Cultivating Community through Creativity

February 4, 2019 in Art & Culture, Community

“The artists musicians and designers, they make the city colourful. And they bring life to the city. And even if you don’t think you like art or music, you probably do, and you probably enjoy those type of people in your city, because they really create that culture and create that community.” – Angel Guerra

In 2018, Market Collective celebrated their 10 year anniversary. A lot has changed for the company since their humble beginnings in 2008. John talks with Angel who has been running this Calgary-based artisan market since day one. Angel, along with co-founder Angela Dione, decided to chip in $50 each to launch Market Collective together. The result? In the last three years alone, the markets have generated $5 million in sales for local artisans and artists.

Brewing Up Community

November 26, 2018 in Business, Community

“The vaunted ‘third space’ isn’t home, and isn’t work – it’s more like the living room of society at large. It’s a place where you are neither family nor co-worker, and yet where the values, interests, gossip, complaints and inspirations of these two other spheres intersect. It’s a place at least one step removed from the structures of work and home, more random, and yet familiar enough to breed a sense of identity and connection. It’s a place of both possibility and comfort, where the unexpected and the mundane transcend and mingle.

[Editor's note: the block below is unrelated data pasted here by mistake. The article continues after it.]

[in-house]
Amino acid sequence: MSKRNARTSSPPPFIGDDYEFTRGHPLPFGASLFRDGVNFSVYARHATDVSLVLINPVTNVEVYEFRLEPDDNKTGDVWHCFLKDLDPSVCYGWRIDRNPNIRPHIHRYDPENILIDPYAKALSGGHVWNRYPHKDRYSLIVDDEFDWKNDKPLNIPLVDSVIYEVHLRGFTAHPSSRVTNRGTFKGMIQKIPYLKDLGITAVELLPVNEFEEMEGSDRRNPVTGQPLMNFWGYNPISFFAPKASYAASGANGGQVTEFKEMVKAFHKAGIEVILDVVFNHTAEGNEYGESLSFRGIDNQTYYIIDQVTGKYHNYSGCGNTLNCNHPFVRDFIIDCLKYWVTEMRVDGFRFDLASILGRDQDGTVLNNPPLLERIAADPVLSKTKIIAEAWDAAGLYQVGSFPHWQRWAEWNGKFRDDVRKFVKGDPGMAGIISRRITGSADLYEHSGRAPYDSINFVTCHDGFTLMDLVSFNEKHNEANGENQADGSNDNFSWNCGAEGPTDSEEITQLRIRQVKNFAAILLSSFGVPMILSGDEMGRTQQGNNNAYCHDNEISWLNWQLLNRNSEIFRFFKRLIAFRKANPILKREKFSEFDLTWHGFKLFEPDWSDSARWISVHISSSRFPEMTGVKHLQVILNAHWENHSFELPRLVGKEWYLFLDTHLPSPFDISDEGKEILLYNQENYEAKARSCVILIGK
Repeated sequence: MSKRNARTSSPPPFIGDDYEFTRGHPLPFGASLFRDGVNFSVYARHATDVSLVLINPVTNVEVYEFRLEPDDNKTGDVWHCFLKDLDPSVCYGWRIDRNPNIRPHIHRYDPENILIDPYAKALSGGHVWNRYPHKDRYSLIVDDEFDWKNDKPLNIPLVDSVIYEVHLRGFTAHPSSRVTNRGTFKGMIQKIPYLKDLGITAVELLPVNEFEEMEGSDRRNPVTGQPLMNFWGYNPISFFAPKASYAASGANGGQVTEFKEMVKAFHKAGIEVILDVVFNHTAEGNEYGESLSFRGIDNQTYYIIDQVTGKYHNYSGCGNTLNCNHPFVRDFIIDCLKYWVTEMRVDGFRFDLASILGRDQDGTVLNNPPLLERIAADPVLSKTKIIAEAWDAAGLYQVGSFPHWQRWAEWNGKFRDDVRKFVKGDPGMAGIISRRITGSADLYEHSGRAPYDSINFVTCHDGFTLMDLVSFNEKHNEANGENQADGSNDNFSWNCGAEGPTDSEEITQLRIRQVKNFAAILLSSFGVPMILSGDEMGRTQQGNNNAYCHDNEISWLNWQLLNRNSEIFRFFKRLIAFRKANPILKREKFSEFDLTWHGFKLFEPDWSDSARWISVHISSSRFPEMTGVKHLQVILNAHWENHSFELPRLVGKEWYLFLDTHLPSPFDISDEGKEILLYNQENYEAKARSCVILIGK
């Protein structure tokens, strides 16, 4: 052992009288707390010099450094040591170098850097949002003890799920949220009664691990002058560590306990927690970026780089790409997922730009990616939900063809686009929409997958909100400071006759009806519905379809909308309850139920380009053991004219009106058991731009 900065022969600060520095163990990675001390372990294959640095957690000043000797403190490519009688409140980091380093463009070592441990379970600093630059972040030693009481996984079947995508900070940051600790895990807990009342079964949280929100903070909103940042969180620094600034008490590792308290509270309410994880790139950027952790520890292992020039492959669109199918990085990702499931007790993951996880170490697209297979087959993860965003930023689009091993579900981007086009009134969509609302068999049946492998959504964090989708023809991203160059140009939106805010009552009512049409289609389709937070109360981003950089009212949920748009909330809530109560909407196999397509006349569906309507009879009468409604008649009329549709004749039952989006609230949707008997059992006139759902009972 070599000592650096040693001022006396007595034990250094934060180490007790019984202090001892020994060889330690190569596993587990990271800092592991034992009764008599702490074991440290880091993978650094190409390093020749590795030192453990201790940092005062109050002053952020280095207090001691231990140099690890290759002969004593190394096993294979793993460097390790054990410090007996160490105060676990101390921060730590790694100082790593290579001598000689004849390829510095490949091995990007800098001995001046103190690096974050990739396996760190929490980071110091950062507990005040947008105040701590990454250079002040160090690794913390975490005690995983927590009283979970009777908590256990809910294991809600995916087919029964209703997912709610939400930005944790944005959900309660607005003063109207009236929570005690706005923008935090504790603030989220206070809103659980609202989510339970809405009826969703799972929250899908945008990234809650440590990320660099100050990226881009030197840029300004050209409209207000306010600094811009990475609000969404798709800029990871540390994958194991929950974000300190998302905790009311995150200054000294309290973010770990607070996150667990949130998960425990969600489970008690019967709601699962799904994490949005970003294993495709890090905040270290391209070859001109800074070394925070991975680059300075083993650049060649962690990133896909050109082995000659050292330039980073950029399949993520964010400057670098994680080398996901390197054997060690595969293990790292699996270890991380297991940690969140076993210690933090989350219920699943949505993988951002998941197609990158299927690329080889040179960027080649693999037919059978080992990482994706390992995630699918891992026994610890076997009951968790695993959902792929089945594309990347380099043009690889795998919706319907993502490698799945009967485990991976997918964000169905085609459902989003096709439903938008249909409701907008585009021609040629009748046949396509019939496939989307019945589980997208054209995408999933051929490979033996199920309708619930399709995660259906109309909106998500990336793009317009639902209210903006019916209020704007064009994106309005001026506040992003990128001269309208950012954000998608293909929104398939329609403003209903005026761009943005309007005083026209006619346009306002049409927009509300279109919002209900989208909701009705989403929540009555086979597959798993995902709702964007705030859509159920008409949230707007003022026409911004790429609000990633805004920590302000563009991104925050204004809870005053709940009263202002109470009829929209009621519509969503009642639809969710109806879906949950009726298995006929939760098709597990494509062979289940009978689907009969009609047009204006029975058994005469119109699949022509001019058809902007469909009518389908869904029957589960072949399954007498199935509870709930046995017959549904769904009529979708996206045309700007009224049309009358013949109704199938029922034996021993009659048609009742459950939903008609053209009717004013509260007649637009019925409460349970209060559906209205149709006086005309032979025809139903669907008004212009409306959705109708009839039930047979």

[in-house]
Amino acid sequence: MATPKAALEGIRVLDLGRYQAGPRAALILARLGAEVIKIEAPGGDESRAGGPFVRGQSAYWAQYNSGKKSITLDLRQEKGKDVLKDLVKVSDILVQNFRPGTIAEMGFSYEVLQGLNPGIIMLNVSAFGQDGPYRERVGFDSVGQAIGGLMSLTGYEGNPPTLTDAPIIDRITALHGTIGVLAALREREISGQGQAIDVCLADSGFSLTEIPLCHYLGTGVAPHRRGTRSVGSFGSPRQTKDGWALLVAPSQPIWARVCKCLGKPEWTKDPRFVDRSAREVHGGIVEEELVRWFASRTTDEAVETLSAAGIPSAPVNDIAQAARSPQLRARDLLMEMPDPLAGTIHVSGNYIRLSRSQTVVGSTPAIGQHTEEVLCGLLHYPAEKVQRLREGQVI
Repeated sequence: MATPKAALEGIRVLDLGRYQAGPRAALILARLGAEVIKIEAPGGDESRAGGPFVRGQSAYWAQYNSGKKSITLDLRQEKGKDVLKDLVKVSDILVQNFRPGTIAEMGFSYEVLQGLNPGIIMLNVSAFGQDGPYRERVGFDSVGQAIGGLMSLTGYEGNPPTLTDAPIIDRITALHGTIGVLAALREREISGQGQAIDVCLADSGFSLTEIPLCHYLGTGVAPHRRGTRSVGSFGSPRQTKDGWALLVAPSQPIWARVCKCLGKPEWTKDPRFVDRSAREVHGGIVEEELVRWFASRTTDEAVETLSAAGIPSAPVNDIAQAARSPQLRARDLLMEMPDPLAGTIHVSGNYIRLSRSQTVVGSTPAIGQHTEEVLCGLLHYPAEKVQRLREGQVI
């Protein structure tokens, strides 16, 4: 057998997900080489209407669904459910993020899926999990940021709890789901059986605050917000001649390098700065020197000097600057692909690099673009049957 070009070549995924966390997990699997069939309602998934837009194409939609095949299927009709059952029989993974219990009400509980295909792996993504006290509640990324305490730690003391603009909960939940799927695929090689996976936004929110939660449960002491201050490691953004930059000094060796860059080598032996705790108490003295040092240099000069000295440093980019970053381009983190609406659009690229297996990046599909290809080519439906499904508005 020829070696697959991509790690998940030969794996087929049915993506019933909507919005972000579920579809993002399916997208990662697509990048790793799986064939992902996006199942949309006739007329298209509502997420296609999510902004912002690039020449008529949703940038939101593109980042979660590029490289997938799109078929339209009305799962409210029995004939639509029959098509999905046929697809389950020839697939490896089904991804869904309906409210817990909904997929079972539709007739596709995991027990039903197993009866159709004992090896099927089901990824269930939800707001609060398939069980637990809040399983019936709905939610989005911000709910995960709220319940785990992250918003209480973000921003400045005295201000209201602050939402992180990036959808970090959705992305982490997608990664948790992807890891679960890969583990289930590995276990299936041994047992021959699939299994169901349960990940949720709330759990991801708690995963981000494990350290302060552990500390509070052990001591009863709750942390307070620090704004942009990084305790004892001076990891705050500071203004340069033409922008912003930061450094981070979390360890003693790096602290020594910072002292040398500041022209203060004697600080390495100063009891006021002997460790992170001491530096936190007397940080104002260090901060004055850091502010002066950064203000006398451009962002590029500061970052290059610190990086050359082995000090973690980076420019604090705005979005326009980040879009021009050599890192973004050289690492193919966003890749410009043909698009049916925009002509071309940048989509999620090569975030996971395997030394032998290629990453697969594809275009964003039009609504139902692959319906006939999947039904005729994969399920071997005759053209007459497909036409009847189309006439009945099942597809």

And nine times out of ten, it’s a bar.”

This is a quote from Michael Hickey, a community developer in the U.S. A few years back, he wrote an article called “In Praise of Loud and Stinky Bars”. Hickey wrote that bars act as vital gathering spaces for communities.

And he’s definitely not the only one that sees the value in local bars and breweries.

Today, you’ll hear from Vanessa Mathews and Mark Heise about how breweries can provide a sense of place, build up other industries and give back to their community, one pint a time.

Resources

Park(ing) Day

October 1, 2018 in Community, Design

In North American cities, there are 4 parking stalls for every car. Downtown cores usually devote 30% of their space for parking. And the average car sits stationary for 95% of its life. That’s a lot of space for vehicle storage. Do you ever wonder how all that asphalt could be used differently? How a parking stall could be transformed into a place for people to enjoy? We wanted to talk to someone who makes us rethink how space in cities could be used.

John Bela is the co-founder of Park(ing) Day, an annual event where parking stalls are transformed into temporary public places.

Resources